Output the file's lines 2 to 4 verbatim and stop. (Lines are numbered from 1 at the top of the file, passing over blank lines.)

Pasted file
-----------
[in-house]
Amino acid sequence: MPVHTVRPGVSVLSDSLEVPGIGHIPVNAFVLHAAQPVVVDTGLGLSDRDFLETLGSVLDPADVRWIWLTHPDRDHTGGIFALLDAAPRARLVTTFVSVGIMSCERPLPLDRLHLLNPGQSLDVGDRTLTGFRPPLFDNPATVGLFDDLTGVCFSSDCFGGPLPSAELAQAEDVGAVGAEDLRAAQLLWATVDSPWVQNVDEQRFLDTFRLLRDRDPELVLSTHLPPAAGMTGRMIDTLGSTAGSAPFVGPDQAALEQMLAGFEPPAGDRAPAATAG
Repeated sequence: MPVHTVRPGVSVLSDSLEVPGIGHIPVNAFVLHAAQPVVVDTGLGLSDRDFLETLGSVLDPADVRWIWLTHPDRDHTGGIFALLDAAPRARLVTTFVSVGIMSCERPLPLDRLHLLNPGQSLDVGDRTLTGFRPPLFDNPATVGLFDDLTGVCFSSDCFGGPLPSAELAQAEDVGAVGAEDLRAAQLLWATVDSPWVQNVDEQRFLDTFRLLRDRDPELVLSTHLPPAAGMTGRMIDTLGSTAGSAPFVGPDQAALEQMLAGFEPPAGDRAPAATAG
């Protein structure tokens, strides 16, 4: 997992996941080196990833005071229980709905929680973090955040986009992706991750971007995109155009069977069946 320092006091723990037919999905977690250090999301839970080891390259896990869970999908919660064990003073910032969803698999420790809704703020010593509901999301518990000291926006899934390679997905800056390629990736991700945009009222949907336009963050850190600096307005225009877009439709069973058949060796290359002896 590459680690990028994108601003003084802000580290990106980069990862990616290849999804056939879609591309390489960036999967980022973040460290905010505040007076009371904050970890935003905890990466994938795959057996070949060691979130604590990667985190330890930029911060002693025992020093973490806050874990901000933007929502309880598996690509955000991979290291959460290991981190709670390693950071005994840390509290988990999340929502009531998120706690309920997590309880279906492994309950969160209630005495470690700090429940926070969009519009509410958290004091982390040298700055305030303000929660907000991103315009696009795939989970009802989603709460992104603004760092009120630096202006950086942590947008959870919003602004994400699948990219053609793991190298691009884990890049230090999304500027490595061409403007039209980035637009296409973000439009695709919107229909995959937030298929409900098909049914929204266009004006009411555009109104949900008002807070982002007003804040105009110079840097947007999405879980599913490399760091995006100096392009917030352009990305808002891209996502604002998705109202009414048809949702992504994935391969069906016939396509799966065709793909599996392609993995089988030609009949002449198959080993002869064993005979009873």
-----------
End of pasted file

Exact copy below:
Amino acid sequence: MPVHTVRPGVSVLSDSLEVPGIGHIPVNAFVLHAAQPVVVDTGLGLSDRDFLETLGSVLDPADVRWIWLTHPDRDHTGGIFALLDAAPRARLVTTFVSVGIMSCERPLPLDRLHLLNPGQSLDVGDRTLTGFRPPLFDNPATVGLFDDLTGVCFSSDCFGGPLPSAELAQAEDVGAVGAEDLRAAQLLWATVDSPWVQNVDEQRFLDTFRLLRDRDPELVLSTHLPPAAGMTGRMIDTLGSTAGSAPFVGPDQAALEQMLAGFEPPAGDRAPAATAG
Repeated sequence: MPVHTVRPGVSVLSDSLEVPGIGHIPVNAFVLHAAQPVVVDTGLGLSDRDFLETLGSVLDPADVRWIWLTHPDRDHTGGIFALLDAAPRARLVTTFVSVGIMSCERPLPLDRLHLLNPGQSLDVGDRTLTGFRPPLFDNPATVGLFDDLTGVCFSSDCFGGPLPSAELAQAEDVGAVGAEDLRAAQLLWATVDSPWVQNVDEQRFLDTFRLLRDRDPELVLSTHLPPAAGMTGRMIDTLGSTAGSAPFVGPDQAALEQMLAGFEPPAGDRAPAATAG
């Protein structure tokens, strides 16, 4: 997992996941080196990833005071229980709905929680973090955040986009992706991750971007995109155009069977069946 320092006091723990037919999905977690250090999301839970080891390259896990869970999908919660064990003073910032969803698999420790809704703020010593509901999301518990000291926006899934390679997905800056390629990736991700945009009222949907336009963050850190600096307005225009877009439709069973058949060796290359002896 590459680690990028994108601003003084802000580290990106980069990862990616290849999804056939879609591309390489960036999967980022973040460290905010505040007076009371904050970890935003905890990466994938795959057996070949060691979130604590990667985190330890930029911060002693025992020093973490806050874990901000933007929502309880598996690509955000991979290291959460290991981190709670390693950071005994840390509290988990999340929502009531998120706690309920997590309880279906492994309950969160209630005495470690700090429940926070969009519009509410958290004091982390040298700055305030303000929660907000991103315009696009795939989970009802989603709460992104603004760092009120630096202006950086942590947008959870919003602004994400699948990219053609793991190298691009884990890049230090999304500027490595061409403007039209980035637009296409973000439009695709919107229909995959937030298929409900098909049914929204266009004006009411555009109104949900008002807070982002007003804040105009110079840097947007999405879980599913490399760091995006100096392009917030352009990305808002891209996502604002998705109202009414048809949702992504994935391969069906016939396509799966065709793909599996392609993995089988030609009949002449198959080993002869064993005979009873």